Conference Agenda

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Session Overview
5.2: Oral Presentations - Resources and Metrics (2)
Friday, 03/June/2022:
10:30am - 12:00pm

Session Chair: Witold Kozakiewicz
Location: Van Beuningen

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10:30am - 10:45am
ID: 194 / 5.2: 1
Oral Presentation
Topics: Resources and metrics


Moriam Taiwo Chibuzor

Cochrane Nigeria, Nigeria


The Corona Virus Disease 2019 (COVID-19) has had tremendous impact on various aspects of human life since its emergence in 2020, including education, economic activities, commerce and health care. These impacts have been felt globally including Low and Middle Income Countries (LMIC). In LMICs, the impact of COVID-19 is complicated by poor health systems and inadequate resources to adequately finance infection prevention and control. COVID 19 has, therefore, placed an additional burden on already overburdened health systems of LMICs.

COVID-19 research is a vital part of public health emergency response as it provides evidence for the rapid development of strategies to control and prevent future epidemics. Due to the peculiarities facing LMICs there is need for research to be conducted in LMICs to ensure that proffered solutions adequately address the unique issues faced by these countries and also to ensure applicability of research results to these areas. There is currently no bibliometric analysis summarizing the types and patterns of research that has been conducted in our country.


This research aims to explore the trends in COVID-19 healthcare research in a lower middle income country by conducting a Bibliometric analysis of the literature.


We will search for healthcare COVID-19 research articles published in our country between 1 December 2019 to 31 December 2021 in PubMed, EMBASE, Web of Science and Google Scholar and the Cochrane Library. These databases will be searched using controlled vocabulary (e.g. Medical subject Headings) and text words for COVID-19 and the name of our country. Only articles published in English language will be included. No limitations will be placed on article type or study design. We will extract data on document type, year of publication, study design, authors, author institutions, journals, international collaborations, funding agencies, and research focus/theme of the study.


We will report the results of the bibliometric analysis of COVID-19 health care research in the LMIC, namely.

• Publication output (Number of publications and timeline)

• Trends in research themes

• Top ranking authors, and institutions/agencies

• Types of publications/research designs

• National and international collaborations

• Funding agencies

• Sources (Top ranking Journals of publication; published or preprints)


This research has not yet been carried out and as such we cannot give final conclusions. We expect, however, that the research will provide empirical evidence on trends in COVID-19 health care research in a LMIC which will be valuable to researchers, policy makers and other decision makers. It has the potential to assist researchers in identifying gaps for future research. It may also help to highlight national research priorities for infection, prevention and control of COVID-19; potential areas for allocation of funding; and collaborations for research. In the area of research productivity, it will identify institutional contributions to research.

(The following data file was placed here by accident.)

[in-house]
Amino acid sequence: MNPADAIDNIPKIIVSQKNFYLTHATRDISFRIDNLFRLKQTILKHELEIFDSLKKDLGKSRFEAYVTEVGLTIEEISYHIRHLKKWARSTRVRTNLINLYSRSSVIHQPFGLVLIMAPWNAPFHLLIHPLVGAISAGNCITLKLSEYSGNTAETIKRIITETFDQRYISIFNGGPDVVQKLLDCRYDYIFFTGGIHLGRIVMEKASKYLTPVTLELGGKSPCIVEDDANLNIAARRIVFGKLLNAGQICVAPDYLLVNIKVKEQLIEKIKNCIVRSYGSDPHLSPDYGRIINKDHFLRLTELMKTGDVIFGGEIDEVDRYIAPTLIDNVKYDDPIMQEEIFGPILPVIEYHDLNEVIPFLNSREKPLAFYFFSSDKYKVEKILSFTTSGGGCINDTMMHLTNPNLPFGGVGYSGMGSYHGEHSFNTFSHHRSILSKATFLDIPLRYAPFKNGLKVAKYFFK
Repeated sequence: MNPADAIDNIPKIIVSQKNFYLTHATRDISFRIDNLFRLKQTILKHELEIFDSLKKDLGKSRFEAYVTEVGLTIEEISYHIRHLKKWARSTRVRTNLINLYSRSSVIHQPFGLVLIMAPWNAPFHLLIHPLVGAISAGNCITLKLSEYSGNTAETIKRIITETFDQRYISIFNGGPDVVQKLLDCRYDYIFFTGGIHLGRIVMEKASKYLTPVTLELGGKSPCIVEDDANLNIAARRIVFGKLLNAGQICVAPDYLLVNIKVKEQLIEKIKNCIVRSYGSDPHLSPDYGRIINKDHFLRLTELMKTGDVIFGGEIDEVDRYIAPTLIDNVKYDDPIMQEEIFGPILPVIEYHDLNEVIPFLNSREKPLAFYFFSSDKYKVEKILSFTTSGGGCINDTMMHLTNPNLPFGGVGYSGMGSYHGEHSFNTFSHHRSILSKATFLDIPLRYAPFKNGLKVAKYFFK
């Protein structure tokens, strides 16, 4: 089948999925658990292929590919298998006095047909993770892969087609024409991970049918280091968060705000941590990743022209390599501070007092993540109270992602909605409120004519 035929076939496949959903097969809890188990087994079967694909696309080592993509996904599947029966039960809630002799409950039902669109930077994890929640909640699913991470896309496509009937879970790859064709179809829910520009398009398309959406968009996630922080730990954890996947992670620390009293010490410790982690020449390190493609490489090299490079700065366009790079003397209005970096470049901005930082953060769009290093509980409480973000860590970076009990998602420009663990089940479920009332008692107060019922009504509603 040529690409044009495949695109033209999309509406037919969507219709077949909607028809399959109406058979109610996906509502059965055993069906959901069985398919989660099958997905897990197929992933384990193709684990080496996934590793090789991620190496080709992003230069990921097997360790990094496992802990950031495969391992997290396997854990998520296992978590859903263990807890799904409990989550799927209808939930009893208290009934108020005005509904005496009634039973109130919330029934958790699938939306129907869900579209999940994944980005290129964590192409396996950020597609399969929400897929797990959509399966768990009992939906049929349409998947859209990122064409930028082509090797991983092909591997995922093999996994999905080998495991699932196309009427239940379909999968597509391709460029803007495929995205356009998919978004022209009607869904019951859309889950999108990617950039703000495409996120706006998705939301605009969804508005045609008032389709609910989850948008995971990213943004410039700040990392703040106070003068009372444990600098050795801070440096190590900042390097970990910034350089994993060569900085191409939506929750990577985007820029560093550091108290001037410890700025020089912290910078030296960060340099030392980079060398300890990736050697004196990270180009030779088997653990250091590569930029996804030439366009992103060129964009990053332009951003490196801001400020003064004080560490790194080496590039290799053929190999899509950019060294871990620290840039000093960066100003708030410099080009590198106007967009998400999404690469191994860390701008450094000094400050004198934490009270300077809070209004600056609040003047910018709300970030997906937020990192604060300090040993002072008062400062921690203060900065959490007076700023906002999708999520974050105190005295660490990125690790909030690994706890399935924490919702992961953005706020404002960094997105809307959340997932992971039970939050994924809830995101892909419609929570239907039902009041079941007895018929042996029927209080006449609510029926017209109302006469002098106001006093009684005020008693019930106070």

Human Touch (Recommended)

The COVID situation affects us all, but firsthand experience from LMICs is not heard much in high income countries. This presentation will provide a unique insight to differences and challenges librarians face in other parts of the world.

10:45am - 11:00am
ID: 151 / 5.2: 2
Oral Presentation
Topics: Resources and metrics

Computational assistance in the analysis of cited references in biomedical literature: a case study from two institutions

Teresa Lee1, Pablo Iriarte2, Floriane Sophie Muller2, Ramon Cierco Jimenez1

1International Agency for Research on Cancer, France; 2Library of the University of Geneva

At Institution A, a building move in 2022 requires a 40% reduction of its physical collection and a weeding strategy for the library’s print journals. From this scenario a question emerges: how old, on average, is the literature cited by in-house scientists in their own publications? According to Kaplan et al.1 recent materials are accessed more frequently than older ones, with a significant drop for anything older than 15 years. In this project, we empirically test this assertion using computational assistance. Institution A’s librarian teamed up with a doctoral student in bioinformatics to parse citations retrieved from Web of Science based on an OG (enhanced organization) field search. University of B collaborators joined the experimental effort to test not only Kaplan et al.’s rule1, but to interrogate the dataset in ways that may shed light on historic citation trends, open-access and the electronic availability of research literature, the lasting prominence of super-cited references, and more.
1. To build a librarian-friendly utility for the parsing of Web of Science records that allows analysis of the cited items associated with the primary set of records.
2. To see whether the 15-year rule for cited literature holds true of the article outputs of Institution A and the University of B’s biomedical faculty.
3. To ascertain what other findings regarding historical citation trends, open-access and the electronic availability of literature arise from an experimental parsing and interrogation of the dataset resulting from Web of Science affiliation-based searches.
Sets of records based on OG (enhanced organization) field searches for the University of B and for Institution A will be retrieved and parsed using Python2 or R3. A methodology for cleaning up the parsed set of records will be determined, implemented, and reported. Parsed and cleaned data from this initial process will be correlated with data from other sources of information (for e.g., CrossRef) to find answers to questions that go beyond what analysing Web of Science records alone can provide
1. Kaplan R, Steinberg M, Doucette J. Retention of retrospective print journals in the digital age: trends and analysis. J Med Libr Assoc. 2006;94(4):387-e200.
2. Van Rossum, G., & Drake Jr, F. L. (1995). Python reference manual. Centrum voor Wiskunde en Informatica Amsterdam.
3. R Core Team (2021). R: A language and environment for statistical computing. R Foundation for Statistical Computing, Vienna, Austria. URL
Human Touch (Recommended)
Multidisciplinary collaboration; experimentation

Biography and Bibliography